Skip to main content

Maps app is not the only Apple misstep

By Andrew Mayer, Special to CNN
September 29, 2012 -- Updated 1956 GMT (0356 HKT)
Apple customers are displeased with the company's new Maps app.
Apple customers are displeased with the company's new Maps app.
STORY HIGHLIGHTS
  • Andrew Mayer: The new Maps app on iPhone 5 is clearly worse than the old one
  • Mayer: Maps is an obvious misstep, but it isn't the only one Apple has made recently
  • He says incremental steps cannot substitute for boldness, like the creation of the iPod
  • Mayer: Apple's real problem is that its ability to "think different" might go away

Editor's note: Andrew Mayer is the chief strategist at Digital Entertainment Strategies, a technology consulting company. Follow him on Twitter: @AndrewMayer

(CNN) -- Take a close look at the icon that Apple created for their new Maps app and you'll notice a few things. It points out the location of Apple headquarters at 1 Infinite Loop, but the red pin has been replaced by a blue line, one that leads away from their main building and suggests that you make a hard right through the median to jump onto the freeway.

From a tactical point of view, in their growing fight against Google, rushing out a new map application made sense. But the app itself is clearly worse than the one it replaced, and an audience used to constant improvements and refinements isn't happy. Meticulous attention to detail, once the hallmark of the Apple brand, seems to have been pushed aside for corporate competition, leaving everybody wondering what's next.

Maps is the most obvious misstep, but it isn't the only one Apple has made recently.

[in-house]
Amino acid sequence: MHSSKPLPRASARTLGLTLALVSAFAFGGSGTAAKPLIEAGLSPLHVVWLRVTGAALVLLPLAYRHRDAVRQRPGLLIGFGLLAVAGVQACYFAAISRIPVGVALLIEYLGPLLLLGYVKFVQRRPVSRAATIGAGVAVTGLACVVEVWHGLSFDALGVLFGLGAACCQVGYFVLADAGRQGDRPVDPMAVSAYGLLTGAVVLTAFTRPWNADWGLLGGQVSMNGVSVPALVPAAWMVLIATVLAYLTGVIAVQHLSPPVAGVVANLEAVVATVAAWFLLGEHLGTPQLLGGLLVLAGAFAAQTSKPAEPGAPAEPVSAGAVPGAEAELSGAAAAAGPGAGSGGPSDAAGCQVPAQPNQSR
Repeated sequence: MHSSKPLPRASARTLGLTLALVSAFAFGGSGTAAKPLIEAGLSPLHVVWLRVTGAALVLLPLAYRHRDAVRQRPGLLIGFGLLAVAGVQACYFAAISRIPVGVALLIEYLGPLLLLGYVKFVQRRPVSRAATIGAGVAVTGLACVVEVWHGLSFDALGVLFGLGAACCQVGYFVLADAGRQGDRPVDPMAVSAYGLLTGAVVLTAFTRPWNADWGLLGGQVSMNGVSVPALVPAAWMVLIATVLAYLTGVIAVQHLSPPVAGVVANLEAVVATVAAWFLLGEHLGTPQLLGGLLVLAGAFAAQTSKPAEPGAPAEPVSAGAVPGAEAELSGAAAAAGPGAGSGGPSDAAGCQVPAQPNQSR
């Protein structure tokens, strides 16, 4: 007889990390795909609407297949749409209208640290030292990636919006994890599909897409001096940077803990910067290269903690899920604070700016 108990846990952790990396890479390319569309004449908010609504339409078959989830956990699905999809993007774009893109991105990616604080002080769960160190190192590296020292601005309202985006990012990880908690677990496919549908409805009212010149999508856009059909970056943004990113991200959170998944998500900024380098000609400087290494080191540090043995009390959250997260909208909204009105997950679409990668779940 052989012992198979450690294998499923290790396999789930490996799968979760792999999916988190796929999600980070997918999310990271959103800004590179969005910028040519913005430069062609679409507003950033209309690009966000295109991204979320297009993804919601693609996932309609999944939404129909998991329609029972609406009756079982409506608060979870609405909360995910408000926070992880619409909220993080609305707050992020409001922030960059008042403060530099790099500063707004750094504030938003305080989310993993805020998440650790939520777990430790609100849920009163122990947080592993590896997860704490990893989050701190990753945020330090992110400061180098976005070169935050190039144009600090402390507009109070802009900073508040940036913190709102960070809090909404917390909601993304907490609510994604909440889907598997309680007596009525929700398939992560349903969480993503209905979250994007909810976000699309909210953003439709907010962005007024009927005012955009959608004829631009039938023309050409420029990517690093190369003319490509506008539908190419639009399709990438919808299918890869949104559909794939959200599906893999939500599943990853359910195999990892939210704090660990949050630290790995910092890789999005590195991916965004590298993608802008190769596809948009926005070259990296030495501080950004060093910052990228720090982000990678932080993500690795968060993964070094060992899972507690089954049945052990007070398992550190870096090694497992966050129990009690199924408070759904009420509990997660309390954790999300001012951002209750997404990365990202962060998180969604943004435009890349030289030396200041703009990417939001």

Andrew Mayer
Andrew Mayer

There has been a trail of failures and dead ends the past few years that people don't talk nearly as much about. They include Mobile Me, Ping, Siri, Apple TV and the ongoing mess that is the desktop version of iTunes. And iCloud is clunky because it's about trying to change the way we work, whether we like it or not.

So what happened, and what does it mean for the future of the most successful technology company of our lifetime?

Opinion: Apple seems to have gotten a little bit lost

What Steve Jobs saw was that the true promise of technology was to combine software and hardware in a way that would create a rich user experience. Instead of giving users what they were asking for, he succeeded by constantly giving people things they didn't even know they wanted until they held it in their hands.

Now everyone has come to expect a certain kind of perfection and showmanship from Apple that can only happen when you're revealing things that are so new and different that users find themselves gasping in surprise and delight.

Apple has been able to do that for quite a while with a brilliant visionary at the helm. But having totally redefined the consumer electronics landscape, Apple now finds itself without a creative leader and caught in the expectations of its own success.

As users become more comfortable with the devices they have, there's a justified sense of entitlement that the application they've come to rely on will continue to provide the functionality they've come to expect. To put it another way, discovering that there's no longer transit directions when you're looking to find the bus home is never a nice surprise.

Despite some neat new features, the iOS 6 lacks any of the usual big ideas that take out the sting. Instead, the new operating system cleans up some dirty corners and puts on a fresh coat of digital paint to get ready for bigger changes down the road.

But slow and steady won't win the race. When it comes to incremental steps, Google, Amazon and Microsoft are all experts at software that may not start out great, amazing or different but clearly improves through iteration. And Google is busy buying companies like Zagats and Frommers to quickly corner the market on rich, valuable data in a way that Apple will never be able to.

Without the ability to launch a new platform as bold as the iPod, iPhone and iPad, it gets harder and harder for Apple to truly innovate. The problem isn't that Apple is failing to do what it has always done, it's that its ability to "think different" might go away.

While Apple, under the guidance of Tim Cook, will continue to create its beautiful, crafted combination of hardware and software for at least another decade, that will no longer be enough to continue to take the risks they need to in order to wow the world the way they have since Steve Jobs showed us the iPod 11 years ago.